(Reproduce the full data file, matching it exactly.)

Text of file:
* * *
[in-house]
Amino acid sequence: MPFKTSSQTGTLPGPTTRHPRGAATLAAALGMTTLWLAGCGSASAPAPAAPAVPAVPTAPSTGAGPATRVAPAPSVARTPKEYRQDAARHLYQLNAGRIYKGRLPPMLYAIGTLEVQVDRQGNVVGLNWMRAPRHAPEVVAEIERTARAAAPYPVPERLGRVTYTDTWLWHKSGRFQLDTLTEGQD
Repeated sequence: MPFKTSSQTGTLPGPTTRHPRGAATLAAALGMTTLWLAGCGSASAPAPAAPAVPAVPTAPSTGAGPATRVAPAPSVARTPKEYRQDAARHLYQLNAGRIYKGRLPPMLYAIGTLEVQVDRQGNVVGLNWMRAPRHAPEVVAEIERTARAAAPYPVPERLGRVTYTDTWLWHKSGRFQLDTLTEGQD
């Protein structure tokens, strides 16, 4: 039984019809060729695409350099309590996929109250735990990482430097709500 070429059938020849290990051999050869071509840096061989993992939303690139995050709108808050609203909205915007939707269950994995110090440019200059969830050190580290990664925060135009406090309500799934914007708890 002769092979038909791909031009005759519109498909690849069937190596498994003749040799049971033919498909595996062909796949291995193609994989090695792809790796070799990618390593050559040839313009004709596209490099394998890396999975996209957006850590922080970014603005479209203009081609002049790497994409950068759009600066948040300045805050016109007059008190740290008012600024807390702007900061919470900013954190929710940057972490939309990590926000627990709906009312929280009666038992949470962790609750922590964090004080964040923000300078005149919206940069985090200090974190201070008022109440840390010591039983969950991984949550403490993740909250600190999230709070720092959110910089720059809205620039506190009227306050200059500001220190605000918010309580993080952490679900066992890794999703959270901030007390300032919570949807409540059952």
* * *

[in-house]
Amino acid sequence: MPFKTSSQTGTLPGPTTRHPRGAATLAAALGMTTLWLAGCGSASAPAPAAPAVPAVPTAPSTGAGPATRVAPAPSVARTPKEYRQDAARHLYQLNAGRIYKGRLPPMLYAIGTLEVQVDRQGNVVGLNWMRAPRHAPEVVAEIERTARAAAPYPVPERLGRVTYTDTWLWHKSGRFQLDTLTEGQD
Repeated sequence: MPFKTSSQTGTLPGPTTRHPRGAATLAAALGMTTLWLAGCGSASAPAPAAPAVPAVPTAPSTGAGPATRVAPAPSVARTPKEYRQDAARHLYQLNAGRIYKGRLPPMLYAIGTLEVQVDRQGNVVGLNWMRAPRHAPEVVAEIERTARAAAPYPVPERLGRVTYTDTWLWHKSGRFQLDTLTEGQD
């Protein structure tokens, strides 16, 4: 039984019809060729695409350099309590996929109250735990990482430097709500 070429059938020849290990051999050869071509840096061989993992939303690139995050709108808050609203909205915007939707269950994995110090440019200059969830050190580290990664925060135009406090309500799934914007708890 002769092979038909791909031009005759519109498909690849069937190596498994003749040799049971033919498909595996062909796949291995193609994989090695792809790796070799990618390593050559040839313009004709596209490099394998890396999975996209957006850590922080970014603005479209203009081609002049790497994409950068759009600066948040300045805050016109007059008190740290008012600024807390702007900061919470900013954190929710940057972490939309990590926000627990709906009312929280009666038992949470962790609750922590964090004080964040923000300078005149919206940069985090200090974190201070008022109440840390010591039983969950991984949550403490993740909250600190999230709070720092959110910089720059809205620039506190009227306050200059500001220190605000918010309580993080952490679900066992890794999703959270901030007390300032919570949807409540059952």